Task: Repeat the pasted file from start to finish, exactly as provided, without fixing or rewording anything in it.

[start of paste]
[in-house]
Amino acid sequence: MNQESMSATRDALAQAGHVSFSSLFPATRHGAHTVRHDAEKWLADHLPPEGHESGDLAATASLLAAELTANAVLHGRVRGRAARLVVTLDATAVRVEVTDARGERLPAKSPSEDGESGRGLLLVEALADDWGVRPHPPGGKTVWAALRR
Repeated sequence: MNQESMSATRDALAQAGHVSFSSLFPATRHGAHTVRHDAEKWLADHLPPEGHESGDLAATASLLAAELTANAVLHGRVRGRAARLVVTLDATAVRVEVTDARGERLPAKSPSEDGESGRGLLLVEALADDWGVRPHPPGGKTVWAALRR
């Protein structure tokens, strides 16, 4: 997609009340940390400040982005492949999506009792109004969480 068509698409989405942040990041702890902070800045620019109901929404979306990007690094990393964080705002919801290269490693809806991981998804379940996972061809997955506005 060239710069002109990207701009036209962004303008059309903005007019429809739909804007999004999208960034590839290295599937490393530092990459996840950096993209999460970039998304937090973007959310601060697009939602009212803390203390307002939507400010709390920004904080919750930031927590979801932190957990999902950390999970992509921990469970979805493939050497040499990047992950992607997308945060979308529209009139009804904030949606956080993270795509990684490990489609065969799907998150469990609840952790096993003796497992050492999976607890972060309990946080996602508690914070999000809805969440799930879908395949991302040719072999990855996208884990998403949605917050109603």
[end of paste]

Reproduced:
[in-house]
Amino acid sequence: MNQESMSATRDALAQAGHVSFSSLFPATRHGAHTVRHDAEKWLADHLPPEGHESGDLAATASLLAAELTANAVLHGRVRGRAARLVVTLDATAVRVEVTDARGERLPAKSPSEDGESGRGLLLVEALADDWGVRPHPPGGKTVWAALRR
Repeated sequence: MNQESMSATRDALAQAGHVSFSSLFPATRHGAHTVRHDAEKWLADHLPPEGHESGDLAATASLLAAELTANAVLHGRVRGRAARLVVTLDATAVRVEVTDARGERLPAKSPSEDGESGRGLLLVEALADDWGVRPHPPGGKTVWAALRR
């Protein structure tokens, strides 16, 4: 997609009340940390400040982005492949999506009792109004969480 068509698409989405942040990041702890902070800045620019109901929404979306990007690094990393964080705002919801290269490693809806991981998804379940996972061809997955506005 060239710069002109990207701009036209962004303008059309903005007019429809739909804007999004999208960034590839290295599937490393530092990459996840950096993209999460970039998304937090973007959310601060697009939602009212803390203390307002939507400010709390920004904080919750930031927590979801932190957990999902950390999970992509921990469970979805493939050497040499990047992950992607997308945060979308529209009139009804904030949606956080993270795509990684490990489609065969799907998150469990609840952790096993003796497992050492999976607890972060309990946080996602508690914070999000809805969440799930879908395949991302040719072999990855996208884990998403949605917050109603």